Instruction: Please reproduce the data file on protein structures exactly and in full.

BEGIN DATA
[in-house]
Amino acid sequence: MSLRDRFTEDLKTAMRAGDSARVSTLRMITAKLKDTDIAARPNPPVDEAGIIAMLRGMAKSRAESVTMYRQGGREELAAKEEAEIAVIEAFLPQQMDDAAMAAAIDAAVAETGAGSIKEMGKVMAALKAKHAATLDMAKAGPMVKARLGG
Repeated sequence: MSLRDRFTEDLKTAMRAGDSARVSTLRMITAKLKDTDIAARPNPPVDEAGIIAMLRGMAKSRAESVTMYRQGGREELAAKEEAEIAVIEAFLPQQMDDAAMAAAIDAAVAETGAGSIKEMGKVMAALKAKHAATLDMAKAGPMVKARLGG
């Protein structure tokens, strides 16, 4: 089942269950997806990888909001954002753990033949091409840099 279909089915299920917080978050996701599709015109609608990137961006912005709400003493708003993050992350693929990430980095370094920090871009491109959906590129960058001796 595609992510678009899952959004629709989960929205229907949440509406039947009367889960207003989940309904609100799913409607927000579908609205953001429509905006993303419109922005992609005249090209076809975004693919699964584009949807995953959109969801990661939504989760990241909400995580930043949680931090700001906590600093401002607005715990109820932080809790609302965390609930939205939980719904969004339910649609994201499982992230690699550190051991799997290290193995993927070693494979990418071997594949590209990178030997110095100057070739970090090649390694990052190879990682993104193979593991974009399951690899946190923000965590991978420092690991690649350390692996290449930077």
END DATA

[in-house]
Amino acid sequence: MSLRDRFTEDLKTAMRAGDSARVSTLRMITAKLKDTDIAARPNPPVDEAGIIAMLRGMAKSRAESVTMYRQGGREELAAKEEAEIAVIEAFLPQQMDDAAMAAAIDAAVAETGAGSIKEMGKVMAALKAKHAATLDMAKAGPMVKARLGG
Repeated sequence: MSLRDRFTEDLKTAMRAGDSARVSTLRMITAKLKDTDIAARPNPPVDEAGIIAMLRGMAKSRAESVTMYRQGGREELAAKEEAEIAVIEAFLPQQMDDAAMAAAIDAAVAETGAGSIKEMGKVMAALKAKHAATLDMAKAGPMVKARLGG
């Protein structure tokens, strides 16, 4: 089942269950997806990888909001954002753990033949091409840099 279909089915299920917080978050996701599709015109609608990137961006912005709400003493708003993050992350693929990430980095370094920090871009491109959906590129960058001796 595609992510678009899952959004629709989960929205229907949440509406039947009367889960207003989940309904609100799913409607927000579908609205953001429509905006993303419109922005992609005249090209076809975004693919699964584009949807995953959109969801990661939504989760990241909400995580930043949680931090700001906590600093401002607005715990109820932080809790609302965390609930939205939980719904969004339910649609994201499982992230690699550190051991799997290290193995993927070693494979990418071997594949590209990178030997110095100057070739970090090649390694990052190879990682993104193979593991974009399951690899946190923000965590991978420092690991690649350390692996290449930077």